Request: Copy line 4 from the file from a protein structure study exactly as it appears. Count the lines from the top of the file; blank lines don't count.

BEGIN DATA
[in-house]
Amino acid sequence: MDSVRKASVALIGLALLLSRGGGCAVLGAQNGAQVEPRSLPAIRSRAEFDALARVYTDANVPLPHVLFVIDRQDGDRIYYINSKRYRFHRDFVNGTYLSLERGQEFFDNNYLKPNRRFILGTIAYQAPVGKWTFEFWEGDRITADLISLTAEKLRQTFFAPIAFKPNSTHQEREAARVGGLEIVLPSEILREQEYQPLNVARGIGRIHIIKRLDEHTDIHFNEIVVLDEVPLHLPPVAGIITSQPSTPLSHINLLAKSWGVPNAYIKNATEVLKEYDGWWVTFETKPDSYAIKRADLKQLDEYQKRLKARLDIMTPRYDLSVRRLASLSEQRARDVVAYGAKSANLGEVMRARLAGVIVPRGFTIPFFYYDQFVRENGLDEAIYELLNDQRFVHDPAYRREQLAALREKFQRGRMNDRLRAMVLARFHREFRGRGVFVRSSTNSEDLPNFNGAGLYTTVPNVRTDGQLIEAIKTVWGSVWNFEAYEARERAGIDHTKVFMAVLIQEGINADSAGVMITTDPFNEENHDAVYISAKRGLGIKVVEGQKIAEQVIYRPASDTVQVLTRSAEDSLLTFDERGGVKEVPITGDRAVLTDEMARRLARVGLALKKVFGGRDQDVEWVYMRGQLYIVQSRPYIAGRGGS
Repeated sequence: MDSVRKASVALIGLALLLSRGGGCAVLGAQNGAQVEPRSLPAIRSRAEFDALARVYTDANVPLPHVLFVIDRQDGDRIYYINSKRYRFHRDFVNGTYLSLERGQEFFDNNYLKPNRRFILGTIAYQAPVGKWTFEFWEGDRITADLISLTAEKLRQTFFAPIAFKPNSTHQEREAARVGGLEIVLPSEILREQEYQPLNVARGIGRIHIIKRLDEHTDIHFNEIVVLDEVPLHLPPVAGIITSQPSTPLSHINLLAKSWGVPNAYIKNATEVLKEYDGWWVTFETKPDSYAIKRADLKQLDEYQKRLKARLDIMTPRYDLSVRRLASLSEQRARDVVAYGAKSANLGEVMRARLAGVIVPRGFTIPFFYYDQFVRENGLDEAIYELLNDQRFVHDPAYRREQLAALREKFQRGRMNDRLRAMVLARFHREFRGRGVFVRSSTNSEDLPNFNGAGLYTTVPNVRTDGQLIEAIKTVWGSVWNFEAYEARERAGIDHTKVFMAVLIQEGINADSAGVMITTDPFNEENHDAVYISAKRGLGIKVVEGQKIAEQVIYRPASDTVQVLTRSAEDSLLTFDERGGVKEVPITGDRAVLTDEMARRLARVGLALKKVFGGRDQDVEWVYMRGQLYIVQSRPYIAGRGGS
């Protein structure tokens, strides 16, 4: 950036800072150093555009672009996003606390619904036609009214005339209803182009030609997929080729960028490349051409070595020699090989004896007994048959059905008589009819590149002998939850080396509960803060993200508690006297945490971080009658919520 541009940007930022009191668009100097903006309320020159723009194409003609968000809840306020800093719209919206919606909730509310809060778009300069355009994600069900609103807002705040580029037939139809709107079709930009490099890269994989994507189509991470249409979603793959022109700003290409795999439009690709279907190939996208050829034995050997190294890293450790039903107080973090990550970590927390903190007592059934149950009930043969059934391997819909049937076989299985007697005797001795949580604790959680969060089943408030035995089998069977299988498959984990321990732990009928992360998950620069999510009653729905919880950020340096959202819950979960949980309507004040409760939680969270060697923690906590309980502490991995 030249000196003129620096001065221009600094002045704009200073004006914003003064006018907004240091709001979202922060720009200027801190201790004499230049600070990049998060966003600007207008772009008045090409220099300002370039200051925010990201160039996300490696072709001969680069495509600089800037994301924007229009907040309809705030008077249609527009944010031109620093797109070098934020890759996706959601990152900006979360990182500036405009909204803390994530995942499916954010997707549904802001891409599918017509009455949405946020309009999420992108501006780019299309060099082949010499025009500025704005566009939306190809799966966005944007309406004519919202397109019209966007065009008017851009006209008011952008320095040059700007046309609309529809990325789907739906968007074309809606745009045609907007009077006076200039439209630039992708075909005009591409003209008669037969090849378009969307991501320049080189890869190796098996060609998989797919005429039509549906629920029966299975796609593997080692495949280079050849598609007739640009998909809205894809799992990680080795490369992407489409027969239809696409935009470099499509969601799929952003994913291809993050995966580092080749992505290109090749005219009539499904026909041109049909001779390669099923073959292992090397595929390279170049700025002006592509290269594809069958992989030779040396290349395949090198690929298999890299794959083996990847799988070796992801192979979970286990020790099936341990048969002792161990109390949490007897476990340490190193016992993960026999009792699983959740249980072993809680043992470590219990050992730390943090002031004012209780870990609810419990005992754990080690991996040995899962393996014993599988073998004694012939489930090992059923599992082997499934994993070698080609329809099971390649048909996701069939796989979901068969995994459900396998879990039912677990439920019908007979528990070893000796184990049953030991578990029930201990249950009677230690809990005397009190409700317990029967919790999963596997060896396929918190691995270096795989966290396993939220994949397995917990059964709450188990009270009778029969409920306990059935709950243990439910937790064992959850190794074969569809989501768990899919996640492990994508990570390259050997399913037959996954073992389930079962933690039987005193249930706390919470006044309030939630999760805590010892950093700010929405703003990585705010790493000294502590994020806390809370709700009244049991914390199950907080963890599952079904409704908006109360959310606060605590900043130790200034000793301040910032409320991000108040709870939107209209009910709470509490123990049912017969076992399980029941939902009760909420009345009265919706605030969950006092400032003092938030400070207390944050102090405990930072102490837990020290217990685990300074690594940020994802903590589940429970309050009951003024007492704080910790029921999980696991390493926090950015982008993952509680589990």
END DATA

């Protein structure tokens, strides 16, 4: 950036800072150093555009672009996003606390619904036609009214005339209803182009030609997929080729960028490349051409070595020699090989004896007994048959059905008589009819590149002998939850080396509960803060993200508690006297945490971080009658919520 541009940007930022009191668009100097903006309320020159723009194409003609968000809840306020800093719209919206919606909730509310809060778009300069355009994600069900609103807002705040580029037939139809709107079709930009490099890269994989994507189509991470249409979603793959022109700003290409795999439009690709279907190939996208050829034995050997190294890293450790039903107080973090990550970590927390903190007592059934149950009930043969059934391997819909049937076989299985007697005797001795949580604790959680969060089943408030035995089998069977299988498959984990321990732990009928992360998950620069999510009653729905919880950020340096959202819950979960949980309507004040409760939680969270060697923690906590309980502490991995 030249000196003129620096001065221009600094002045704009200073004006914003003064006018907004240091709001979202922060720009200027801190201790004499230049600070990049998060966003600007207008772009008045090409220099300002370039200051925010990201160039996300490696072709001969680069495509600089800037994301924007229009907040309809705030008077249609527009944010031109620093797109070098934020890759996706959601990152900006979360990182500036405009909204803390994530995942499916954010997707549904802001891409599918017509009455949405946020309009999420992108501006780019299309060099082949010499025009500025704005566009939306190809799966966005944007309406004519919202397109019209966007065009008017851009006209008011952008320095040059700007046309609309529809990325789907739906968007074309809606745009045609907007009077006076200039439209630039992708075909005009591409003209008669037969090849378009969307991501320049080189890869190796098996060609998989797919005429039509549906629920029966299975796609593997080692495949280079050849598609007739640009998909809205894809799992990680080795490369992407489409027969239809696409935009470099499509969601799929952003994913291809993050995966580092080749992505290109090749005219009539499904026909041109049909001779390669099923073959292992090397595929390279170049700025002006592509290269594809069958992989030779040396290349395949090198690929298999890299794959083996990847799988070796992801192979979970286990020790099936341990048969002792161990109390949490007897476990340490190193016992993960026999009792699983959740249980072993809680043992470590219990050992730390943090002031004012209780870990609810419990005992754990080690991996040995899962393996014993599988073998004694012939489930090992059923599992082997499934994993070698080609329809099971390649048909996701069939796989979901068969995994459900396998879990039912677990439920019908007979528990070893000796184990049953030991578990029930201990249950009677230690809990005397009190409700317990029967919790999963596997060896396929918190691995270096795989966290396993939220994949397995917990059964709450188990009270009778029969409920306990059935709950243990439910937790064992959850190794074969569809989501768990899919996640492990994508990570390259050997399913037959996954073992389930079962933690039987005193249930706390919470006044309030939630999760805590010892950093700010929405703003990585705010790493000294502590994020806390809370709700009244049991914390199950907080963890599952079904409704908006109360959310606060605590900043130790200034000793301040910032409320991000108040709870939107209209009910709470509490123990049912017969076992399980029941939902009760909420009345009265919706605030969950006092400032003092938030400070207390944050102090405990930072102490837990020290217990685990300074690594940020994802903590589940429970309050009951003024007492704080910790029921999980696991390493926090950015982008993952509680589990």